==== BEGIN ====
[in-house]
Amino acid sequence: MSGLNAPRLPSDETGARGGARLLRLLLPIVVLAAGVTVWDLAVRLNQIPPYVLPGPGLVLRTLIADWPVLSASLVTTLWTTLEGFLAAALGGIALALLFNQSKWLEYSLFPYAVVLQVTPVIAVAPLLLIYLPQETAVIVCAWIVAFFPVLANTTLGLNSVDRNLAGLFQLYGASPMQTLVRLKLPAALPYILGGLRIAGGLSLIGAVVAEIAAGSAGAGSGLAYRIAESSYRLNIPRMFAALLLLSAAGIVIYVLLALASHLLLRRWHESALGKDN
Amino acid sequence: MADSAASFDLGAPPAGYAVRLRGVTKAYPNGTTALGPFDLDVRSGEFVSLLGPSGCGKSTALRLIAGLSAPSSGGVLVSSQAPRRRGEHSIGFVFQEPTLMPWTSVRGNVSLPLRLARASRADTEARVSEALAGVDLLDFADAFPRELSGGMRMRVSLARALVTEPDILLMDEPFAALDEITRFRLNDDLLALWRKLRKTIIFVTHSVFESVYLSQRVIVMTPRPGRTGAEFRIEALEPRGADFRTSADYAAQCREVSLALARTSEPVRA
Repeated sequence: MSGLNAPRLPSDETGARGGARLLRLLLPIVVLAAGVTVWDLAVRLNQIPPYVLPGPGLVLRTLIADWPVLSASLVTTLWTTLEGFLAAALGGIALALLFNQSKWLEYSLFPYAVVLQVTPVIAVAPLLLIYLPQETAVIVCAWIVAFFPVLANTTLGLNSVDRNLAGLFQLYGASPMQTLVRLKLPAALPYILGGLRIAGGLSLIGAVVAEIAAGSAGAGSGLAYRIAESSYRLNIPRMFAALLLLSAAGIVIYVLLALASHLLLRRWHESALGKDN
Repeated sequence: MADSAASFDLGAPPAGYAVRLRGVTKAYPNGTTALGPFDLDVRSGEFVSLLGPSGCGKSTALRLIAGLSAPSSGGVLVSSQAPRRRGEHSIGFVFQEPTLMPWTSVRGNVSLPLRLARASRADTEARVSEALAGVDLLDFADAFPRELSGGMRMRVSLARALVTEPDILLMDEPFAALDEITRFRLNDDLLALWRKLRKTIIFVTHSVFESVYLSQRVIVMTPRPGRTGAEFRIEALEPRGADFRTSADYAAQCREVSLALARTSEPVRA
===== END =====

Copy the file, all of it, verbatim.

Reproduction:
[in-house]
Amino acid sequence: MSGLNAPRLPSDETGARGGARLLRLLLPIVVLAAGVTVWDLAVRLNQIPPYVLPGPGLVLRTLIADWPVLSASLVTTLWTTLEGFLAAALGGIALALLFNQSKWLEYSLFPYAVVLQVTPVIAVAPLLLIYLPQETAVIVCAWIVAFFPVLANTTLGLNSVDRNLAGLFQLYGASPMQTLVRLKLPAALPYILGGLRIAGGLSLIGAVVAEIAAGSAGAGSGLAYRIAESSYRLNIPRMFAALLLLSAAGIVIYVLLALASHLLLRRWHESALGKDN
Amino acid sequence: MADSAASFDLGAPPAGYAVRLRGVTKAYPNGTTALGPFDLDVRSGEFVSLLGPSGCGKSTALRLIAGLSAPSSGGVLVSSQAPRRRGEHSIGFVFQEPTLMPWTSVRGNVSLPLRLARASRADTEARVSEALAGVDLLDFADAFPRELSGGMRMRVSLARALVTEPDILLMDEPFAALDEITRFRLNDDLLALWRKLRKTIIFVTHSVFESVYLSQRVIVMTPRPGRTGAEFRIEALEPRGADFRTSADYAAQCREVSLALARTSEPVRA
Repeated sequence: MSGLNAPRLPSDETGARGGARLLRLLLPIVVLAAGVTVWDLAVRLNQIPPYVLPGPGLVLRTLIADWPVLSASLVTTLWTTLEGFLAAALGGIALALLFNQSKWLEYSLFPYAVVLQVTPVIAVAPLLLIYLPQETAVIVCAWIVAFFPVLANTTLGLNSVDRNLAGLFQLYGASPMQTLVRLKLPAALPYILGGLRIAGGLSLIGAVVAEIAAGSAGAGSGLAYRIAESSYRLNIPRMFAALLLLSAAGIVIYVLLALASHLLLRRWHESALGKDN
Repeated sequence: MADSAASFDLGAPPAGYAVRLRGVTKAYPNGTTALGPFDLDVRSGEFVSLLGPSGCGKSTALRLIAGLSAPSSGGVLVSSQAPRRRGEHSIGFVFQEPTLMPWTSVRGNVSLPLRLARASRADTEARVSEALAGVDLLDFADAFPRELSGGMRMRVSLARALVTEPDILLMDEPFAALDEITRFRLNDDLLALWRKLRKTIIFVTHSVFESVYLSQRVIVMTPRPGRTGAEFRIEALEPRGADFRTSADYAAQCREVSLALARTSEPVRA